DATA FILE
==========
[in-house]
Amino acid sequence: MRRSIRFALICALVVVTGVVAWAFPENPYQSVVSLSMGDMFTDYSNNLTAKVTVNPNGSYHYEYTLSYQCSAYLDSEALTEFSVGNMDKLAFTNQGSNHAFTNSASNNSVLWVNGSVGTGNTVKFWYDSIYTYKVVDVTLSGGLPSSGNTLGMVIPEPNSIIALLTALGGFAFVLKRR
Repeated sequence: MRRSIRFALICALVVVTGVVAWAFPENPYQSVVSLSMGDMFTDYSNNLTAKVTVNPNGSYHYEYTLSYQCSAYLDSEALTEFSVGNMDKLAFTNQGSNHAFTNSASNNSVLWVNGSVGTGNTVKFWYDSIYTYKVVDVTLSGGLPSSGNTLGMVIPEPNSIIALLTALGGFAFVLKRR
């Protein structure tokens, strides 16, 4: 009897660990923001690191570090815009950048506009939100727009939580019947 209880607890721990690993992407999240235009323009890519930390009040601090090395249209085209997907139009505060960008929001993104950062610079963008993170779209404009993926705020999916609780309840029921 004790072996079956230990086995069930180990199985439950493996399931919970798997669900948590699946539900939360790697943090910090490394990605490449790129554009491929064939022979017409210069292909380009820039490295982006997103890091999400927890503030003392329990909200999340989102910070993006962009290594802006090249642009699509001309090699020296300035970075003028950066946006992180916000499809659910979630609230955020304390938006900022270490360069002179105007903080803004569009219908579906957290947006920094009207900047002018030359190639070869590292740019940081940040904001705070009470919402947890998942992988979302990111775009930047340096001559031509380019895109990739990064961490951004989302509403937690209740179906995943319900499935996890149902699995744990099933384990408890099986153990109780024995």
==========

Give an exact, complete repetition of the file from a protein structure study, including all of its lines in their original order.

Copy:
[in-house]
Amino acid sequence: MRRSIRFALICALVVVTGVVAWAFPENPYQSVVSLSMGDMFTDYSNNLTAKVTVNPNGSYHYEYTLSYQCSAYLDSEALTEFSVGNMDKLAFTNQGSNHAFTNSASNNSVLWVNGSVGTGNTVKFWYDSIYTYKVVDVTLSGGLPSSGNTLGMVIPEPNSIIALLTALGGFAFVLKRR
Repeated sequence: MRRSIRFALICALVVVTGVVAWAFPENPYQSVVSLSMGDMFTDYSNNLTAKVTVNPNGSYHYEYTLSYQCSAYLDSEALTEFSVGNMDKLAFTNQGSNHAFTNSASNNSVLWVNGSVGTGNTVKFWYDSIYTYKVVDVTLSGGLPSSGNTLGMVIPEPNSIIALLTALGGFAFVLKRR
């Protein structure tokens, strides 16, 4: 009897660990923001690191570090815009950048506009939100727009939580019947 209880607890721990690993992407999240235009323009890519930390009040601090090395249209085209997907139009505060960008929001993104950062610079963008993170779209404009993926705020999916609780309840029921 004790072996079956230990086995069930180990199985439950493996399931919970798997669900948590699946539900939360790697943090910090490394990605490449790129554009491929064939022979017409210069292909380009820039490295982006997103890091999400927890503030003392329990909200999340989102910070993006962009290594802006090249642009699509001309090699020296300035970075003028950066946006992180916000499809659910979630609230955020304390938006900022270490360069002179105007903080803004569009219908579906957290947006920094009207900047002018030359190639070869590292740019940081940040904001705070009470919402947890998942992988979302990111775009930047340096001559031509380019895109990739990064961490951004989302509403937690209740179906995943319900499935996890149902699995744990099933384990408890099986153990109780024995």